Evolution and maintenance of divergent lineages in an endangered freshwater fish, Macquaria australasica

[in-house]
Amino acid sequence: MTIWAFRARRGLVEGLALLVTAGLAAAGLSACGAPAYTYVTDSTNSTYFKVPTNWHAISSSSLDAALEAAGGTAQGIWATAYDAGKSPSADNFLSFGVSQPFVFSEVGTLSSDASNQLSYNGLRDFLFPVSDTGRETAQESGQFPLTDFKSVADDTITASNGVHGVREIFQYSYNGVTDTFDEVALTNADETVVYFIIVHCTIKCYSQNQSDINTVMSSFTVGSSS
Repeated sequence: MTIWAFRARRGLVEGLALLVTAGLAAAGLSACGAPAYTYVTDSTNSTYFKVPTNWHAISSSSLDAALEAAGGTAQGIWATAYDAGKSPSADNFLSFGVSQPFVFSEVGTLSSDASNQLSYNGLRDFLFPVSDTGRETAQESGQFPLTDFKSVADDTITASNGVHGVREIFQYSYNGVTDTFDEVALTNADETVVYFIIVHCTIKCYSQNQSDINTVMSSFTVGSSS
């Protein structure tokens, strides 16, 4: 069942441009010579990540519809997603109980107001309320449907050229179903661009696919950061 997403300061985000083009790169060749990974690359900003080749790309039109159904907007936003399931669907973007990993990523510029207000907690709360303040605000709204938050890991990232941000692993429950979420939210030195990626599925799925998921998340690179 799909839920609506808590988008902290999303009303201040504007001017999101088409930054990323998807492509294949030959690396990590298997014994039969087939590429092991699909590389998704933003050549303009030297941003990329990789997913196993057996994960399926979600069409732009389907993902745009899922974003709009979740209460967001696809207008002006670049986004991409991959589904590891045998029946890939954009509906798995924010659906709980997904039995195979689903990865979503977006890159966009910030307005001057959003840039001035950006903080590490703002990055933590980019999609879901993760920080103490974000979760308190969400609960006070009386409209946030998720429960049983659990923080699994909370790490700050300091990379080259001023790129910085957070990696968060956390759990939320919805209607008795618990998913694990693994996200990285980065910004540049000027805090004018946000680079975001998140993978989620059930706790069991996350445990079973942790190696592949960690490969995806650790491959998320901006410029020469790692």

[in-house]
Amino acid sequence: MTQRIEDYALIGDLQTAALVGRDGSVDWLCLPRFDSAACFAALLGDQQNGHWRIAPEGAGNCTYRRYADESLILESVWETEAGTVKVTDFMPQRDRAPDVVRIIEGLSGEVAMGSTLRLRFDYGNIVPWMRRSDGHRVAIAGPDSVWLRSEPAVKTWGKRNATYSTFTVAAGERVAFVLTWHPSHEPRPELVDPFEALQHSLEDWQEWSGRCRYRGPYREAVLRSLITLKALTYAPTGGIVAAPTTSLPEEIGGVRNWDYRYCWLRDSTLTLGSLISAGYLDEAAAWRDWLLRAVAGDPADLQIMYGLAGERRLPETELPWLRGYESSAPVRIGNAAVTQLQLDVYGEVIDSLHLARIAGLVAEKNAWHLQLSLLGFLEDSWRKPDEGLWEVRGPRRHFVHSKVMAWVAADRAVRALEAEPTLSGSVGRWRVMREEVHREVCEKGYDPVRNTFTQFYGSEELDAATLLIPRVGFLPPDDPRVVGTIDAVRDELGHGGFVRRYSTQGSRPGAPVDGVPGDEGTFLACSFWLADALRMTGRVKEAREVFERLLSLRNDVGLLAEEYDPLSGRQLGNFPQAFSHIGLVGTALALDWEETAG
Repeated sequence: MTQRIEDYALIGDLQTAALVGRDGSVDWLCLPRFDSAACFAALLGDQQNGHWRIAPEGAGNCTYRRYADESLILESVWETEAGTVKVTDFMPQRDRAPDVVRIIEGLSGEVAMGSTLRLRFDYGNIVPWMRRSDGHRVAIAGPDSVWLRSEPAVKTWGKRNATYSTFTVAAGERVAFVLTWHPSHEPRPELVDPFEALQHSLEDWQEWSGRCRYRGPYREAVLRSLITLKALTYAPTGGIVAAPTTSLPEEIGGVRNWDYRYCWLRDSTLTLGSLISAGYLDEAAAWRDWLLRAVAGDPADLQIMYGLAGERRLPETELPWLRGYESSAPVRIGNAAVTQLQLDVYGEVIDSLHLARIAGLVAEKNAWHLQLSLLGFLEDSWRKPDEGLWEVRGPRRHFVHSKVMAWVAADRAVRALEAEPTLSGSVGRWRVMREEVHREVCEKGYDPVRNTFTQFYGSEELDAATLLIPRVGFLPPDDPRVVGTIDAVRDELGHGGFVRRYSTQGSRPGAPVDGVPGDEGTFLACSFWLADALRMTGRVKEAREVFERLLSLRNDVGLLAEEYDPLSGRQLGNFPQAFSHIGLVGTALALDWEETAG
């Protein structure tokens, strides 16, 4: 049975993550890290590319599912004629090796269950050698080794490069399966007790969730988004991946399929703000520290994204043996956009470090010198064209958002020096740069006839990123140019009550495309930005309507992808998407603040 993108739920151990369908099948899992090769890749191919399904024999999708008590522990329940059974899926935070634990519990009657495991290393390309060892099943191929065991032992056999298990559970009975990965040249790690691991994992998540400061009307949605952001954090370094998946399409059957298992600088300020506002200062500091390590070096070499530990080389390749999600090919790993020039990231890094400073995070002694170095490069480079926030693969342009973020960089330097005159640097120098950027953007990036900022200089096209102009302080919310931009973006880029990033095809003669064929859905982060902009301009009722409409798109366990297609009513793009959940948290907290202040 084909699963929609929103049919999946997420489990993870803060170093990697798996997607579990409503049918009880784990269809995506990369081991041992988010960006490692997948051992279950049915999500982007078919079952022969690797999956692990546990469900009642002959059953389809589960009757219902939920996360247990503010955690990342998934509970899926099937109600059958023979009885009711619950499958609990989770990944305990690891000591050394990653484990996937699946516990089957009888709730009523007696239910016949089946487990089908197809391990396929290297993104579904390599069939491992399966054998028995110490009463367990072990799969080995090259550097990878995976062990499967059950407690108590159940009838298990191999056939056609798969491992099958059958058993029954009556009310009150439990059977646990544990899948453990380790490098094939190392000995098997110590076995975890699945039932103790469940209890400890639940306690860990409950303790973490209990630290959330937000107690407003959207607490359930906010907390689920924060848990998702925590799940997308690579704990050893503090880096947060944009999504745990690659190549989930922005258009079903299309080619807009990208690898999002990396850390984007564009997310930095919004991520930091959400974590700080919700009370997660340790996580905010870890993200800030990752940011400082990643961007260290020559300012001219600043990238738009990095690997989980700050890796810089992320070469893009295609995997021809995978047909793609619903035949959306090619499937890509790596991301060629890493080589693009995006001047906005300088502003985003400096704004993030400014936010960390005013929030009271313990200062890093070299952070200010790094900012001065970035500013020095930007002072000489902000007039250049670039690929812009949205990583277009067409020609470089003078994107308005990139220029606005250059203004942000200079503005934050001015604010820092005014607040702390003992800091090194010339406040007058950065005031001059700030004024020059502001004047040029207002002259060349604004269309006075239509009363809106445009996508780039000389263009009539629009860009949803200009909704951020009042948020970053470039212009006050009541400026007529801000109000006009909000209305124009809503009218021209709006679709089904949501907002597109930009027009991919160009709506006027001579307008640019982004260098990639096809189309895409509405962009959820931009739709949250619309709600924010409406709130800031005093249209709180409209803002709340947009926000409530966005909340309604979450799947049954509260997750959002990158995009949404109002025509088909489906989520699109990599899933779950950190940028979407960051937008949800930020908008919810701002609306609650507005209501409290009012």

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Variable hydrological regimes and habitat availability are factors that affect the distribution of freshwater dependent species and are expected to influence their levels of genetic diversity. Although geologically relatively stable, the south eastern region of Australia has experienced significant changes in hydrological conditions during the Quaternary. This area has also been recently affected by anthropogenic activities, resulting in dramatic population declines of Macquarie Perch (Macquaria australasica). We conducted a range-wide phylogeographic study of this endangered fish to assess the relationship between landscape and freshwater fish evolution in south eastern Australia and infer levels of genetic diversity and population structure. Surprisingly, we detected high genetic diversity, with 46 mtDNA control region haplotypes found across 37 sampling locations. Some lineages were remarkably divergent; one represents a putative undescribed species that probably went extinct during the period of this study. Our reconstruction of population history using a combination of coalescent and phylogenetic methods indicates that the species originated on the coast, east of the Great Dividing Range (GDR), with subsequent colonisation of the Murray-Darling basin, west of the GDR. Nested clade and IM analyses inferred a series of range expansions and fragmentations across the species range consistent with the history of climatic oscillations in south eastern Australia during the Pleistocene. We conclude that the unexpected high levels of diversity and divergence observed in M. australasica may be due to specific habitat requirements, localised recruitment, and Pleistocene climate fluctuations. Under expectations of a drier climate and increased sea levels due to global warming, populations of this and other freshwater species may be expected to experience increased habitat fragmentation and loss of genetic diversity. Conservation management should focus on habitat protection, the maintenance of genetic diversity and taxonomic review.